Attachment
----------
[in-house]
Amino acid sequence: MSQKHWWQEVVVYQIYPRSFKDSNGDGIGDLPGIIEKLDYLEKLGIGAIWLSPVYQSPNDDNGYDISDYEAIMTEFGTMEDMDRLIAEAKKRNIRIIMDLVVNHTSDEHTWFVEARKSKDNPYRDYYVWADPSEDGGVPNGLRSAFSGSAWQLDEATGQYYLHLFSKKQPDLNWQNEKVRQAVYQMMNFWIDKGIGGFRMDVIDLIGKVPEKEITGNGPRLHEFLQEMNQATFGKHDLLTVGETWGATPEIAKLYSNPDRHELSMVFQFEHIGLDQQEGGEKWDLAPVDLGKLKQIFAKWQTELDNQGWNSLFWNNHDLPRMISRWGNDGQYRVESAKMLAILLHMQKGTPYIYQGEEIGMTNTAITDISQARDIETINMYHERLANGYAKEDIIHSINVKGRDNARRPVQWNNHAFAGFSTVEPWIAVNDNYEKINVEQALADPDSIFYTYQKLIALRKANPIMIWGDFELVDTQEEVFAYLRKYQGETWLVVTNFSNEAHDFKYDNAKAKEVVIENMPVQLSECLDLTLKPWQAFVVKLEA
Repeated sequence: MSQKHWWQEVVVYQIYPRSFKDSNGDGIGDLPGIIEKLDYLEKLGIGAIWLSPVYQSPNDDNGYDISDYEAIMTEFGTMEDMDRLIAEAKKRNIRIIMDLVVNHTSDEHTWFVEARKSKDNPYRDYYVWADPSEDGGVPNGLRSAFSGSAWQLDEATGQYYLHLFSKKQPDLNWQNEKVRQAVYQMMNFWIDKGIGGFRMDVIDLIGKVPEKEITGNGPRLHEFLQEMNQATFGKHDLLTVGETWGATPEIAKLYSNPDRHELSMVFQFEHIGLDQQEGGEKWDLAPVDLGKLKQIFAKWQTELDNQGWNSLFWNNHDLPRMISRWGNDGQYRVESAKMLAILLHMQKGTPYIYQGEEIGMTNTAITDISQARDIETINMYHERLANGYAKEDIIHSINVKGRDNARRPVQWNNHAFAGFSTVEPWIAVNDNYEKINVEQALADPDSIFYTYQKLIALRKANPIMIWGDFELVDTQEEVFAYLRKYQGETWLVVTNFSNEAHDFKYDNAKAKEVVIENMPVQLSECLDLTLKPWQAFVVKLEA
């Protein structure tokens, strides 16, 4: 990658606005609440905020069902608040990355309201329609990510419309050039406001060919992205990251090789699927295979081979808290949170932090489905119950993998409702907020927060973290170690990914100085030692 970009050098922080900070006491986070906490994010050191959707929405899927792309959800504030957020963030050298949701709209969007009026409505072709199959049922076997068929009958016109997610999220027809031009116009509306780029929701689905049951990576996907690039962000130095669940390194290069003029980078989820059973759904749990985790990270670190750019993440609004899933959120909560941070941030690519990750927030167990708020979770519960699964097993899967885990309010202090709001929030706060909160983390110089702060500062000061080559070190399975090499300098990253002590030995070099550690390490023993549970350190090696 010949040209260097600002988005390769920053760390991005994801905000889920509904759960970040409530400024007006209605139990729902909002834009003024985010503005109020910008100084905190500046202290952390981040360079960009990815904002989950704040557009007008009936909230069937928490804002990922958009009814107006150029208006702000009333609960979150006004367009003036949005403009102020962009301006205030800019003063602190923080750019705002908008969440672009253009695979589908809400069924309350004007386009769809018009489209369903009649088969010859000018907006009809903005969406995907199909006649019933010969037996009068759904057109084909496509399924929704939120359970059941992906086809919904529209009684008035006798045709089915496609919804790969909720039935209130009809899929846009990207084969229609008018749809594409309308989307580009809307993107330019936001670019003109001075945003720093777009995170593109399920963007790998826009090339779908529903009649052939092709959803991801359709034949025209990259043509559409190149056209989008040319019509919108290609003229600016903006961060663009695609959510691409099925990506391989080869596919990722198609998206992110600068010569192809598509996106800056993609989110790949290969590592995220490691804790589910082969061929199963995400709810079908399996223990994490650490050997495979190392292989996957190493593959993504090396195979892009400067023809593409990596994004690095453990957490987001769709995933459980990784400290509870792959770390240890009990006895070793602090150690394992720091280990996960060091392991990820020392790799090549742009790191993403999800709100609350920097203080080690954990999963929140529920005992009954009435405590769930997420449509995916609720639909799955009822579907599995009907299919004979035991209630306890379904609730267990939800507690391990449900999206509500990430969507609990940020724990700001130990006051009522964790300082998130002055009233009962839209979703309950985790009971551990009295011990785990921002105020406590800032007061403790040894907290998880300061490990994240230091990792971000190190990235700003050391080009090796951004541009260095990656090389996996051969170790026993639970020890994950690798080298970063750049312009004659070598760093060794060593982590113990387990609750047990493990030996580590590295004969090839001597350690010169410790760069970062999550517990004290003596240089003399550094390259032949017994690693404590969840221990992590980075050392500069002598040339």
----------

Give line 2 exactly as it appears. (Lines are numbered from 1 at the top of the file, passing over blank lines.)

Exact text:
Amino acid sequence: MSQKHWWQEVVVYQIYPRSFKDSNGDGIGDLPGIIEKLDYLEKLGIGAIWLSPVYQSPNDDNGYDISDYEAIMTEFGTMEDMDRLIAEAKKRNIRIIMDLVVNHTSDEHTWFVEARKSKDNPYRDYYVWADPSEDGGVPNGLRSAFSGSAWQLDEATGQYYLHLFSKKQPDLNWQNEKVRQAVYQMMNFWIDKGIGGFRMDVIDLIGKVPEKEITGNGPRLHEFLQEMNQATFGKHDLLTVGETWGATPEIAKLYSNPDRHELSMVFQFEHIGLDQQEGGEKWDLAPVDLGKLKQIFAKWQTELDNQGWNSLFWNNHDLPRMISRWGNDGQYRVESAKMLAILLHMQKGTPYIYQGEEIGMTNTAITDISQARDIETINMYHERLANGYAKEDIIHSINVKGRDNARRPVQWNNHAFAGFSTVEPWIAVNDNYEKINVEQALADPDSIFYTYQKLIALRKANPIMIWGDFELVDTQEEVFAYLRKYQGETWLVVTNFSNEAHDFKYDNAKAKEVVIENMPVQLSECLDLTLKPWQAFVVKLEA